Administadora de Pensiones (NYSE:PVD)
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3 Years : From Mar 2011 to Mar 2014
Chile's private pension-fund managers, or AFPs, reduced their investments abroad 22.8% to $46.95 billion in the third quarter, versus the prior three-month period, government regulator SAFP said Tuesday.
AFPs, Chile's largest institutional investors, decreased their exposure in overseas equities and fixed-income markets as concerns about Europe's sovereign debt crisis battered global markets.
"Uncertainty created by Greece's rescue plan and by the risk of insolvency in countries like Ireland, Portugal, Spain and Italy had a negative impact on equities markets, especially considering the risk of contagion in the rest of the euro zone and its negative impact on global economic activity," SAFP said.
Overall, the AFP funds held $132.66 billion at the end of September, of which 35.4% was invested abroad.
After recent regulatory changes, AFPs can now invest up to 80% of their assets abroad.
Of the AFPs' consolidated investments abroad, some 67% are in equities, while the remainder is in fixed-income, SAFP said.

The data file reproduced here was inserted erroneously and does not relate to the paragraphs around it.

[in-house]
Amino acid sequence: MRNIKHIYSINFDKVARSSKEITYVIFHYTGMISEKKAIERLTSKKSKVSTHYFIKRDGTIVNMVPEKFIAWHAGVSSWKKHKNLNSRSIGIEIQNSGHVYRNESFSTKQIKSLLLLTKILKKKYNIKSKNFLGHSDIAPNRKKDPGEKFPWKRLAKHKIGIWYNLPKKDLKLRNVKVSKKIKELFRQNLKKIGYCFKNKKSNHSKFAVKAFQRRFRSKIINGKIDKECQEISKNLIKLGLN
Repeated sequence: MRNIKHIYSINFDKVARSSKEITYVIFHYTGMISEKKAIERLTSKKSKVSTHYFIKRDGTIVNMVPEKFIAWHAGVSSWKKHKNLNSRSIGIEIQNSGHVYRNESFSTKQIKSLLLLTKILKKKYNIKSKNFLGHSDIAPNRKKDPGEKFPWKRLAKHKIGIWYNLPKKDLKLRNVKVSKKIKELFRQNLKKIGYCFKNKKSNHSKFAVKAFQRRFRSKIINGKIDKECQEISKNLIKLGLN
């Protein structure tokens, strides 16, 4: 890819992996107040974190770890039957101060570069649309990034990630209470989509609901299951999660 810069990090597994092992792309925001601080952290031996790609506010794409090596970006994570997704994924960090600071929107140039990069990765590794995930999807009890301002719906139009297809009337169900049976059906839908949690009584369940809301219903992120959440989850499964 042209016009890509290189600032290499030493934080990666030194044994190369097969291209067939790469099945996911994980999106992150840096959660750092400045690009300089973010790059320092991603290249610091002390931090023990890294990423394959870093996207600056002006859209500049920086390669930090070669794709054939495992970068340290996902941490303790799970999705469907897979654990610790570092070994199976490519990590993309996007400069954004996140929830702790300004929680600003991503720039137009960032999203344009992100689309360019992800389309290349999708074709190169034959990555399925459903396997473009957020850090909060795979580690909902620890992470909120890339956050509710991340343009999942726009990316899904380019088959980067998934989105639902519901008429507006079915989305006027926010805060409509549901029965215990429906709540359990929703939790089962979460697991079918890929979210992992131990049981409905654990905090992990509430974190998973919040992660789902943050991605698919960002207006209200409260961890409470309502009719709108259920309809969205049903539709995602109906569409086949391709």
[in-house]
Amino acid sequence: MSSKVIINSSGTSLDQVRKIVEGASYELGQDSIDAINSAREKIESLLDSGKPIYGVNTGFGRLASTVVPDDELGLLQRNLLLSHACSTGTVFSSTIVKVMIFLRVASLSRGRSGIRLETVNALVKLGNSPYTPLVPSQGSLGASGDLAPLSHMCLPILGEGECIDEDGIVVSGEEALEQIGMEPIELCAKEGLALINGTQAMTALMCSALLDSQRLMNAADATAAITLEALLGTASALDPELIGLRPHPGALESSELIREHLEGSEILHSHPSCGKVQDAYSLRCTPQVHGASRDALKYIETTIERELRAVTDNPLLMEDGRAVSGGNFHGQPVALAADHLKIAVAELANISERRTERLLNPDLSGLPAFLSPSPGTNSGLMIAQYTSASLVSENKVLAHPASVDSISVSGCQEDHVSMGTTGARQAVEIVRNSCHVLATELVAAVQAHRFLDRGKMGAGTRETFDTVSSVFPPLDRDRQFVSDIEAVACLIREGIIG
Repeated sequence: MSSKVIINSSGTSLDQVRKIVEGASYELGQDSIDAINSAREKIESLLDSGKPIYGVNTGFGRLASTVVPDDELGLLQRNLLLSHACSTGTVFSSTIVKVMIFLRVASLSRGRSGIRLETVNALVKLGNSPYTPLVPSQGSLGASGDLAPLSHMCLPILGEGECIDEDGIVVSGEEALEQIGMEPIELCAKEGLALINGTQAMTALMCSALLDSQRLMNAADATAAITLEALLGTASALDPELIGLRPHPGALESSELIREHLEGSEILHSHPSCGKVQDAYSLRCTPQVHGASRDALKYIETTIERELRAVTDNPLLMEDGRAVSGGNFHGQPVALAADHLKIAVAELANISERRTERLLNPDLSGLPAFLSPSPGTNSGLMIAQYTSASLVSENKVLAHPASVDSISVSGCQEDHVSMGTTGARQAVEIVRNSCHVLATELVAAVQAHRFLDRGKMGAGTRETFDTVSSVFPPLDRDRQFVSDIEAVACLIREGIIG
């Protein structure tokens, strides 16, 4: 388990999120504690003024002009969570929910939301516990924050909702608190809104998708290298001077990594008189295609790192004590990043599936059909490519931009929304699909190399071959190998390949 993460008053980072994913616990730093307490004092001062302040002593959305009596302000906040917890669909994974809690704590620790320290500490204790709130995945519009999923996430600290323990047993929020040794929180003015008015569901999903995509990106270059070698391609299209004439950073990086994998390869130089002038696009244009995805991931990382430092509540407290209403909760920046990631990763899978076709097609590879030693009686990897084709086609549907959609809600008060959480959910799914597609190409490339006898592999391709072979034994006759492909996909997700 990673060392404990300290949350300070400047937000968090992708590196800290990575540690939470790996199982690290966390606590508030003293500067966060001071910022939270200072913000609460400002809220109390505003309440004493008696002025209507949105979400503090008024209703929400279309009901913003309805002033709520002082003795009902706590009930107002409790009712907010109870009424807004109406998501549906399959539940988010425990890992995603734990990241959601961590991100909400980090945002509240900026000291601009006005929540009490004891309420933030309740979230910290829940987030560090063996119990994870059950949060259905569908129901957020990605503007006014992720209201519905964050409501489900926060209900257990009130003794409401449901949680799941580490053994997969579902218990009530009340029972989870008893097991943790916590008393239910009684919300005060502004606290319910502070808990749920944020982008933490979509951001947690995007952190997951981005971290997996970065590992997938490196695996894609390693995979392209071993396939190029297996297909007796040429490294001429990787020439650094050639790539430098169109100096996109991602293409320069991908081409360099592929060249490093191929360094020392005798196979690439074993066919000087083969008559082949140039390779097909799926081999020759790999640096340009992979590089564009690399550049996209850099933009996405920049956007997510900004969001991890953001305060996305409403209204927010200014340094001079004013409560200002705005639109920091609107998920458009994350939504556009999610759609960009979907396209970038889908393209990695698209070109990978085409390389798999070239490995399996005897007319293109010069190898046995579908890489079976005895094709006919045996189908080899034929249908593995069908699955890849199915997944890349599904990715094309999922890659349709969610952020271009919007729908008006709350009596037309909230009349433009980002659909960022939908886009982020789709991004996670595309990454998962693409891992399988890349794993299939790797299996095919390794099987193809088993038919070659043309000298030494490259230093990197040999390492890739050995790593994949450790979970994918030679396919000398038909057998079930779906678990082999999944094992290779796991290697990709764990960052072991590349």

Of the overall investments abroad by AFPs, only 6.4% are in "developed Europe," 27.6% in the U.S., and 26.7% in emerging Asia.
The largest group of funds managed by the AFPs, known in Chile as the Type C-fund and which includes both fixed-income and equity instruments, held 30.3% of its assets, equivalent to $16.47 billion, abroad at the end of September.
Among individual funds, the highest-risk A Funds had 64.9% of their assets, or $15.94 billion, invested overseas as of Sept. 30; the B Funds had 44.9% of total assets abroad, or $11.07 billion; the D Funds had 17.4% of overall assets, or $3.4 billion, in international markets; and the lowest-risk E Funds had 1.8%, equal to $178 million, abroad.
AFP Provida SA (PVD, PROVIDA.SN), which managed the largest portfolio at the end of September, had 34.7% of assets invested abroad, equal to $13.47 billion. Provida is 51.6% owned by Spanish bank Banco Bilbao Vizcaya Argentaria SA (BBVA, BBVA.MC).
AFP Habitat (HABITAT.SN), Chile's second-biggest AFP, held 33.6% of its assets, or $11.29 billion, overseas at the end of September.
Number three AFP Capital had 34.1% of total assets, equal to $9.96 billion, invested in international markets. Capital was created in 2008 after Dutch banking group ING Groep NV (ING, INGA.AE) bought Banco Santander SA's (STD, SAN.MC) AFP Bansander and merged it with its AFP Santa Maria.
-By Anthony Esposito, Dow Jones Newswires; 56-2-715-8929; firstname.lastname@example.org